William and his wife Nellie at Clacton in 1963.
Some of my inspiration for the tube came from William Mitchell. He was a tube Signal Engineer who worked for the London Transport Executive/London Transport Board. William & his wife knew my family and he introduced me to the London Underground rail system at an early age, hence the origins of my interest in the tube. He was very knowledgeable about the tube system.
William Mitchell (Bill) originally hailed from Dover, and married Eleanor (Nellie), a Londoner born in Gee Street, EC1. They married at what is now the Joseph Grimaldi church (this was once the old St James’s Chapel) on Pentonville Road.
Bill worked on the underground system as a signal engineer mostly on the Piccadilly and Northern Lines maintaining their signalling systems during the night-time shut down. Most of the work was done north of the river, eg stations en route to Wood Green (many once having a signalling cabin) Arnos Grove, Cockfosters, High Barnet, Edgware etc.
We went on a number of comprehensive tours of the system, and I clearly remember the clerestory roof tube stock, both sub surface and deep level stock. Aldwych was a particular favourite as it was part of Bill’s work territory and there was plenty of time for him to chat with the staff and train drivers as there was no rush of any sort to be had at Aldwych station. There was also the one time we got off the tube at King’s Cross Midland which wasn’t something normal at the time but it was certainly possible! That was very easily because the tube platforms remained in place and one was able to exit the station via the normal stairs shared with the Midland/Eastern main line services.
The flats in Britannia Street, London WC1.
William and Eleanor lived at Derby Lodge in Britannia Street. The old flat is no longer there. The original units were somewhat small. Camden council remodelled the block by merging a number of units hence each floor gained fewer, but larger, flats. Anyway in the older days great views of London could be had from the western extremity of the rooftop at Derby Lodge. I certainly remember construction progress on the Telecom Tower in the early sixties as we could watch it slowly being built up to its full height. There was also a grandstand view of the tube trains making their way in the cuttings towards Swinton Street. There were the steam freight trains on the underground too, some of which I remember passing through King’s Cross Met/Circle station. Not forgetting that in the late fifties/early 1960s we too could use London’s trolleybus system, which as I remember ran along Gray’s Inn Road and past St. Pancras station. More reason to have an interest in London’s transport system!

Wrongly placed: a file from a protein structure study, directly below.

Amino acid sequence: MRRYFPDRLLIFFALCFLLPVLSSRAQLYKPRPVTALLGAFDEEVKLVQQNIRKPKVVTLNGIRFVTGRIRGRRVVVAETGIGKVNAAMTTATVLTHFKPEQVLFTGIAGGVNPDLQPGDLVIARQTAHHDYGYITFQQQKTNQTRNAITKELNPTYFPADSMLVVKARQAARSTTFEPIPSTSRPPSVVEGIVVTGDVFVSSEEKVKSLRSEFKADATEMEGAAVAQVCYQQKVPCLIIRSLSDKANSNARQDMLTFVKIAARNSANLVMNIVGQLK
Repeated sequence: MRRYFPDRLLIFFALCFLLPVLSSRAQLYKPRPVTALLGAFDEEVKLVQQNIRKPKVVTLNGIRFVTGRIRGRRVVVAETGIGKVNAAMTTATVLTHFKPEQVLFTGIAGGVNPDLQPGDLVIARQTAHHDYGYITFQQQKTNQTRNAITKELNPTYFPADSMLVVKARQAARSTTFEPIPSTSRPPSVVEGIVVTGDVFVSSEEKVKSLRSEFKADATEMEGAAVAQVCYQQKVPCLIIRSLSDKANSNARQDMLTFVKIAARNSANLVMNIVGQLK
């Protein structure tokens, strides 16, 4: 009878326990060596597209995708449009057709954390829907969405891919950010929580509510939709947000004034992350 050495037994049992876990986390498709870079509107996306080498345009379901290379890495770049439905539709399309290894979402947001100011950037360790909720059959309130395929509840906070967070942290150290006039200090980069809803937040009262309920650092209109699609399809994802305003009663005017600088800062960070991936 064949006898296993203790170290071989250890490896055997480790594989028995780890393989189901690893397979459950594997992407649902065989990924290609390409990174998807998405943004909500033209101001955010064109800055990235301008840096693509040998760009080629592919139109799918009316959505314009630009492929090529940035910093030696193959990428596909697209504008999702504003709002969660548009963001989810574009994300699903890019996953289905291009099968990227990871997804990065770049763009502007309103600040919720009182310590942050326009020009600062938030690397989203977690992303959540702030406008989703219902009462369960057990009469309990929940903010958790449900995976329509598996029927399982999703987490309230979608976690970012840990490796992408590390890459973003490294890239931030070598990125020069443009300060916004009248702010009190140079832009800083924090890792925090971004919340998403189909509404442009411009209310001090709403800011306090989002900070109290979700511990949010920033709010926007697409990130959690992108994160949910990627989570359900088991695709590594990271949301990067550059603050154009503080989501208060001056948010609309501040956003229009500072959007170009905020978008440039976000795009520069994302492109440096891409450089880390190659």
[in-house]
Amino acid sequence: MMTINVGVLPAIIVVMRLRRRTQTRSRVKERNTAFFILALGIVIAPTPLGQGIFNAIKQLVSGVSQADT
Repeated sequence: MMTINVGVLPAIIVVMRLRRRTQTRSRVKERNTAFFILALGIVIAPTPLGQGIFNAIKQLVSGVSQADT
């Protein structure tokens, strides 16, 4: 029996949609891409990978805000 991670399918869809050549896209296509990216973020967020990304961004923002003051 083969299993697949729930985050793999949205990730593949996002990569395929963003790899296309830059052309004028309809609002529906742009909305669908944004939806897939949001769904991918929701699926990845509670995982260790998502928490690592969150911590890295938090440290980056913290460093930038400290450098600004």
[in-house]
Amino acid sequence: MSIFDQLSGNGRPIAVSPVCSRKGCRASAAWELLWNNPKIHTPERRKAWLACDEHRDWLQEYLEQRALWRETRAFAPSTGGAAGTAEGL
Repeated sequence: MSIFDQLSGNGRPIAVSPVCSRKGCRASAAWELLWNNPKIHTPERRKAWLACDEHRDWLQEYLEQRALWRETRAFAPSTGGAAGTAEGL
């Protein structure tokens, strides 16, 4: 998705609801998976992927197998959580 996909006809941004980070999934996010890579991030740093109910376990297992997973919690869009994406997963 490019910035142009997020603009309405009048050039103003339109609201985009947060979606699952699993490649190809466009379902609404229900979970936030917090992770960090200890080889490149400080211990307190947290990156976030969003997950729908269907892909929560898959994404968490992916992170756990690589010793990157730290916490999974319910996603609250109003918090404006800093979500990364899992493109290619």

How I remember it! Trolleybuses at King’s Cross (with St. Pancras behind.) The trolleybus nearest (on the 543 route) is about to take the turning into Gray’s Inn Road en route to Holborn Circus – which will take it past Britannia Street.
William died around early 1968 in University College Hospital not long after an emergency operation. There was one daughter, Barbara, who emigrated to Canada in the mid sixties and married Stewart, one of a fairly large number of farmers of the same family of Bosomworth from the area around Carstairs and Banff.